This Ph.D. thesis deals with the optimization of several renewable energy resources development as well as the improvement of facilities management in oceanic engineering and airports, using computational hybrid methods belonging to AI to this end. Energy is essential to our society in order to ensure a good quality of life. This means that predictions over the characteristics on which renewable energies depend are necessary, in order to know the amount of energy that will be obtained at any time. The second topic tackled in this thesis is related to the basic parameters that influence in different marine activities and airports, whose knowledge is necessary to develop a proper facilities management in these environments. Within this work, a study of the state-of-the-art Machine Learning have been performed to solve the problems associated with the topics above-mentioned, and several contributions have been proposed: One of the pillars of this work is focused on the estimation of the most important parameters in the exploitation of renewable resources. The second contribution of this thesis is related to feature selection problems. The proposed methodologies are applied to multiple problems: the prediction of $H_s$, relevant for marine energy applications and marine activities, the estimation of WPREs, undesirable variations in the electric power produced by a wind farm, the prediction of global solar radiation in areas from Spain and Australia, really important in terms of solar energy, and the prediction of low-visibility events at airports. All of these practical issues are developed with the consequent previous data analysis, normally, in terms of meteorological variables.
For scale, consider the Statue of Liberty, standing 305 feet tall. At 466 feet, the average wind turbine in the U.S. dwarfs Lady Liberty by more than half. And when GE's next-generation monster wind turbine, the Haliade-X, hits the market in 2021, it will nearly double that size to 877 feet, just shy of the Eiffel Tower. A single Haliade-X rotor blade will stretch 315 feet, longer than a football field. As a general rule of thumb, when it comes to energy and energy exploration, bigger is better: the larger the machinery, the deeper the dig, the greater the production yield.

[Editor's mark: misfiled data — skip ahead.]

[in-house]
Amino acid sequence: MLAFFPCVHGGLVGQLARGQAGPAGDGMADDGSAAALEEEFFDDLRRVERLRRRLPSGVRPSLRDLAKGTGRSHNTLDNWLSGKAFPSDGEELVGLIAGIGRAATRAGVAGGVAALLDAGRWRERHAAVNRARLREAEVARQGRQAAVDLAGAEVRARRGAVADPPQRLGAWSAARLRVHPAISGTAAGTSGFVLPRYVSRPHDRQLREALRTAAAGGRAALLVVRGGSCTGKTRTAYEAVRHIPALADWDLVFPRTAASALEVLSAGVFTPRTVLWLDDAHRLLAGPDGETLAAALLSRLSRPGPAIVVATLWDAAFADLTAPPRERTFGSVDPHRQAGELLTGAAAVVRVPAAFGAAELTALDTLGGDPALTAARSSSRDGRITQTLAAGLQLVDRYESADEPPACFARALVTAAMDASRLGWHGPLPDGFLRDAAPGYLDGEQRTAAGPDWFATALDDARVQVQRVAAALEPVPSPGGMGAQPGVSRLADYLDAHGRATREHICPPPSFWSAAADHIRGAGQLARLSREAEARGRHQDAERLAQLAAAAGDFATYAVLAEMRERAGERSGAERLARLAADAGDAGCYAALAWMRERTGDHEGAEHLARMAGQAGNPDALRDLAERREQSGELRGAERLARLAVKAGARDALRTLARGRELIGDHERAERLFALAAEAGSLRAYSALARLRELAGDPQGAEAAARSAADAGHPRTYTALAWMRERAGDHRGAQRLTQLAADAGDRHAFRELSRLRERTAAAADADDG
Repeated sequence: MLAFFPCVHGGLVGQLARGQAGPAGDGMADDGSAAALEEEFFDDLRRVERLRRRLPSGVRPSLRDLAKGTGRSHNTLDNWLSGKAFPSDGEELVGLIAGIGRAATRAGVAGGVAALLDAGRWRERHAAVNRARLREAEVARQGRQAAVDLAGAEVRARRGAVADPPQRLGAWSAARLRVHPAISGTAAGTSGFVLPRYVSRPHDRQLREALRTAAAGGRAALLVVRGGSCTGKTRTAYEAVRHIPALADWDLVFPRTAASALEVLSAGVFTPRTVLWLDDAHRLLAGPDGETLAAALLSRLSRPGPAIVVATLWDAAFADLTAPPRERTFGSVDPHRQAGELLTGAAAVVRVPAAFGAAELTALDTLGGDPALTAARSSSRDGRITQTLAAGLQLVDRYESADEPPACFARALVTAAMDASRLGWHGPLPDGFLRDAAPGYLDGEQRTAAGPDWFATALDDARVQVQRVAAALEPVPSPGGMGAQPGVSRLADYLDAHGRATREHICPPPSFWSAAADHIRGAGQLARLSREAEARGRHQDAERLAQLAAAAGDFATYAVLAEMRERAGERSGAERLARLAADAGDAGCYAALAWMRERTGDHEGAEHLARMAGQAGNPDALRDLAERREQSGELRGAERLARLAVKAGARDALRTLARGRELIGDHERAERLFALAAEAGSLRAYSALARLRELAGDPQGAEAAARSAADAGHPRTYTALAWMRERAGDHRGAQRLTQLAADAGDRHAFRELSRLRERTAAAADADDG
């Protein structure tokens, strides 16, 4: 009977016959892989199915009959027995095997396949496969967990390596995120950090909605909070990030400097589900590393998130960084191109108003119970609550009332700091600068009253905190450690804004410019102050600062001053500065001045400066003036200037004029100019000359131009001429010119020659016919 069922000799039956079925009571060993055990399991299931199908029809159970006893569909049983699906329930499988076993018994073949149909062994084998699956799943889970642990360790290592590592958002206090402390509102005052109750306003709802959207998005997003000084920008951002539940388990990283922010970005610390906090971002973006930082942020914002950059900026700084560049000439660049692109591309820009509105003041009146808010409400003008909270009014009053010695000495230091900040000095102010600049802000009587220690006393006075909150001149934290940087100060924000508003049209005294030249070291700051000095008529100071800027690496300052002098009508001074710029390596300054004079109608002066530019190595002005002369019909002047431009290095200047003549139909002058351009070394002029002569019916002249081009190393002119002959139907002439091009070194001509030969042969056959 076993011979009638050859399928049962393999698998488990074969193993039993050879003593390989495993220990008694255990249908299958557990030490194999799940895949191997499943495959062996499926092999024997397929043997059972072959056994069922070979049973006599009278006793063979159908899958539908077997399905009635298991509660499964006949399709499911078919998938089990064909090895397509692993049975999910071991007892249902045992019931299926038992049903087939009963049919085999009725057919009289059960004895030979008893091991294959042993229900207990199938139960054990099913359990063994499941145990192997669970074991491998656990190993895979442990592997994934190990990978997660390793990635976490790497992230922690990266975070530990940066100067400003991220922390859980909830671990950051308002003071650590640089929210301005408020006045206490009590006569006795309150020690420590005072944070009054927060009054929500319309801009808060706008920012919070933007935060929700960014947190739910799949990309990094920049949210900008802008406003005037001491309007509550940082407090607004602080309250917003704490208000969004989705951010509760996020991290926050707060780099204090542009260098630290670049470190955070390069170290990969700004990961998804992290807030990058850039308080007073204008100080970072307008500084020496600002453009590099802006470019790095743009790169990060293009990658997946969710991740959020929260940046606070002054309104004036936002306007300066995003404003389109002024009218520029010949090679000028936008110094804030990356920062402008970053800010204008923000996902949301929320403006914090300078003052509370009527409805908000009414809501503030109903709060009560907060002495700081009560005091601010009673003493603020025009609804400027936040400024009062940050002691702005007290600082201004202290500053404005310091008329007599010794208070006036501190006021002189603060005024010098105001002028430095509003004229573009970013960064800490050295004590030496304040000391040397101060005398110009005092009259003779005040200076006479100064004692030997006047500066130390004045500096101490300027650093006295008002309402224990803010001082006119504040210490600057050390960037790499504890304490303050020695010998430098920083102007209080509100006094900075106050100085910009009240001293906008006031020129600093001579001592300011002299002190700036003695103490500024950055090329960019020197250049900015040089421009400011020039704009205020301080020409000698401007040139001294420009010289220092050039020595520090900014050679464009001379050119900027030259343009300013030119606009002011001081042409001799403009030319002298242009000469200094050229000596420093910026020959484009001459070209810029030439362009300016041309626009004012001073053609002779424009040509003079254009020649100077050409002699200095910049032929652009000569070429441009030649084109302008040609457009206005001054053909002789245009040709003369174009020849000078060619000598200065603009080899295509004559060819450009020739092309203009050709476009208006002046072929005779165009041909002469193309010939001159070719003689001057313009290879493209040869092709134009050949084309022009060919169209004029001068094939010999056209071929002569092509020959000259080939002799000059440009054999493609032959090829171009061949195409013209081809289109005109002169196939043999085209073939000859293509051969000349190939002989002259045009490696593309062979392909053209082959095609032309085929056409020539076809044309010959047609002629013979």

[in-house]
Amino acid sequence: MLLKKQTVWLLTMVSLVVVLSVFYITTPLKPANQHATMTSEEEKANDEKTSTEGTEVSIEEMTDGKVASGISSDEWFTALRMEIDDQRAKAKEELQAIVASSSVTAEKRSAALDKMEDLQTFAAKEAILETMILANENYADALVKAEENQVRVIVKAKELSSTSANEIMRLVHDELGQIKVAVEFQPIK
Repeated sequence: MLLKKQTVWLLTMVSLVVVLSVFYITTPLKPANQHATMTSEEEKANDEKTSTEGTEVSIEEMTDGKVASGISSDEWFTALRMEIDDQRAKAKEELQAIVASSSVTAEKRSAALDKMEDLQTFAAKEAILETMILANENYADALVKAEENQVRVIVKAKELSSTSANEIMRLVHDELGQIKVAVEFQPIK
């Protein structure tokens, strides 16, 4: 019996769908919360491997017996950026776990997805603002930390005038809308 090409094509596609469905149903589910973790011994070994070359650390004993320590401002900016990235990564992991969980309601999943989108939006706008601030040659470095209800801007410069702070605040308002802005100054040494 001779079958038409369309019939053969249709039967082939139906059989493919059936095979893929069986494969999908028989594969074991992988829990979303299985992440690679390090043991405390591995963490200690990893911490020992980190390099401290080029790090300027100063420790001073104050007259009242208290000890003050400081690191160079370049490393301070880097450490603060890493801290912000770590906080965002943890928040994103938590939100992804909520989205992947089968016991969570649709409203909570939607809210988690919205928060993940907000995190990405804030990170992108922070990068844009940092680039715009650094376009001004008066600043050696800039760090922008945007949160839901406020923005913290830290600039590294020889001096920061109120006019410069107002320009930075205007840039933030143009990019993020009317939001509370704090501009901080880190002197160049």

Bio-inspired algorithms like Genetic Algorithms and Fuzzy Inference Systems (FIS) are nowadays widely adopted as hybrid techniques in commercial and industrial environment. In this paper we present an interesting application of the fuzzy-GA paradigm to Smart Grids. The main aim consists in performing decision making for power flow management tasks in the proposed microgrid model equipped by renewable sources and an energy storage system, taking into account the economical profit in energy trading with the main-grid. In particular, this study focuses on the application of a Hierarchical Genetic Algorithm (HGA) for tuning the Rule Base (RB) of a Fuzzy Inference System (FIS), trying to discover a minimal fuzzy rules set in a Fuzzy Logic Controller (FLC) adopted to perform decision making in the microgrid. The HGA rationale focuses on a particular encoding scheme, based on control genes and parametric genes applied to the optimization of the FIS parameters, allowing to perform a reduction in the structural complexity of the RB. This approach will be referred in the following as fuzzy-HGA. Results are compared with a simpler approach based on a classic fuzzy-GA scheme, where both FIS parameters and rule weights are tuned, while the number of fuzzy rules is fixed in advance. Experiments shows how the fuzzy-HGA approach adopted for the synthesis of the proposed controller outperforms the classic fuzzy-GA scheme, increasing the accounting profit by 67\% in the considered energy trading problem yielding at the same time a simpler RB.